Naturopathic Seeds Sprout in Fertile African Soil

Pauline Crouch (Baumann), ND

This month’s Education column features guest columnist Pauline Crouch (Baumann), ND, president of Natural Doctors International. Dr. Schleich’s column will return in the August issue.

I recently returned from a trip to Zambia where, as president of Natural Doctors International (NDI), a licensed naturopathic physician, and former naturopathic college vice president, I was invited to provide on-the-ground assessment and technical assistance for the Zambia Institute of Natural Medicine and Research (ZINARE). I also spent a lot of my time watching and listening to those around me—all Zambian nationals—and I received quite an education.

During my stay I lived with a Zambian family and experienced the typical challenges of life regarding transportation (including the infamous minibuses), education, employment or lack thereof, and the impact of HIV/AIDS. Seventeen people share this home, including John and Privy, their six children, numerous nieces, nephews and cousins, including an AIDS orphan. Sharing daily life with this family provided critical context for me in understanding people’s viewpoints and behaviors.

I came face-to-face with what the media calls “the ravages of AIDS” in the oldest member of the household—a 102-year-old grandfather named Medicine. Late one night, lying in the dark in a shared room, I brought up the subject of AIDS with his daughter. The dark made it easier to speak of the heavy price this family has paid—one of her sisters had lost all 15 of her adult children to AIDS, finally dying of a broken heart herself; and among her father’s direct descendants they had buried almost 100 people since the pandemic began.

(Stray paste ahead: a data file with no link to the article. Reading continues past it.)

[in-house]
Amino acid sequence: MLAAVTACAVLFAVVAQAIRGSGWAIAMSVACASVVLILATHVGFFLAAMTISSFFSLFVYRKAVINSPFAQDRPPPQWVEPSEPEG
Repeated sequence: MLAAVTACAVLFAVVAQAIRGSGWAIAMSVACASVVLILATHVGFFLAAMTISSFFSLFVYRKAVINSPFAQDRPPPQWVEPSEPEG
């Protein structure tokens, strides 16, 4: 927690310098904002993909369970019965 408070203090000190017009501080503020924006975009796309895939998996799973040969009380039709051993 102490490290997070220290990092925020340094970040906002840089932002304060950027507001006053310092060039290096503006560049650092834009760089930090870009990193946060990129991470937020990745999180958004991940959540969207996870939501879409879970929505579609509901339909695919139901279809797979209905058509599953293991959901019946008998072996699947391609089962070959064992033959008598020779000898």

Zambia is a politically stable and peaceful country, located on central southern Africa that transitioned from colonial rule to independence in1962 with little bloodshed. Over seventy languages are spoken in Zambia with English as the official language of business and education. Religion is important to Zambians and adherents are distributed among the Catholic, Pentecostal and Seventh-day Adventist faiths.

Zambians are some of the warmest people I have ever met and have strong family, tribal and religious ties. A greeting of “Mulishani?” or “How are you?” is invariably met with a brilliant smile and warm shaking of hands—and a stranger becomes a friend.

I discovered that I was in an unusual position in that I was from a non-profit that was invited to Zambia by a local organization, and even more unusual was that I was actively listening to the needs that people expressed around me. I found the people of Zambia to have insightful ideas and passionate commitment.

African Naturopathic Medical School

The Zambia Institute of Natural Medicine and Research was founded by a very visionary and committed group of people to bridge the chasm between conventional medicine and traditional African medicine that continues to plague the continent. Zambia has several hundred medical doctors and over 60,000 registered traditional health practitioners (THPs). More than 70% of the population sees THPs for their primary care. However, these two groups are barely on speaking terms. ZINARE and NDI see naturopathic medicine as a much-needed bridge between these two groups.

With the encouragement of the WHO-African Region, ZINARE is establishing the first accredited naturopathic medical school in Africa. Riverside Farm Institute in Zambia had a naturopathic program that was founded by Dr. Foster from Yuchi Pines Institute in Alabama. Riverside Farm was a rural nature cure inpatient facility that operated for over 40 years from 1950 to 1992.

One of the last graduates of the program, Dr. Lawrence Chanza, has dreamed of starting a naturopathic school in Zambia for over a decade. To this end, he and a small cadre of committed people have worked behind the scenes to educate politicians and researchers on the value of natural medicine. This tireless work bore fruit with the official launch of ZINARE on April 17, 2009 in Lusaka, the capital of Zambia. Featured speakers at the launch included the Honorable Minister of Health, officials from the World Health Organization (WHO), and myself as a representative of NDI and NCNM.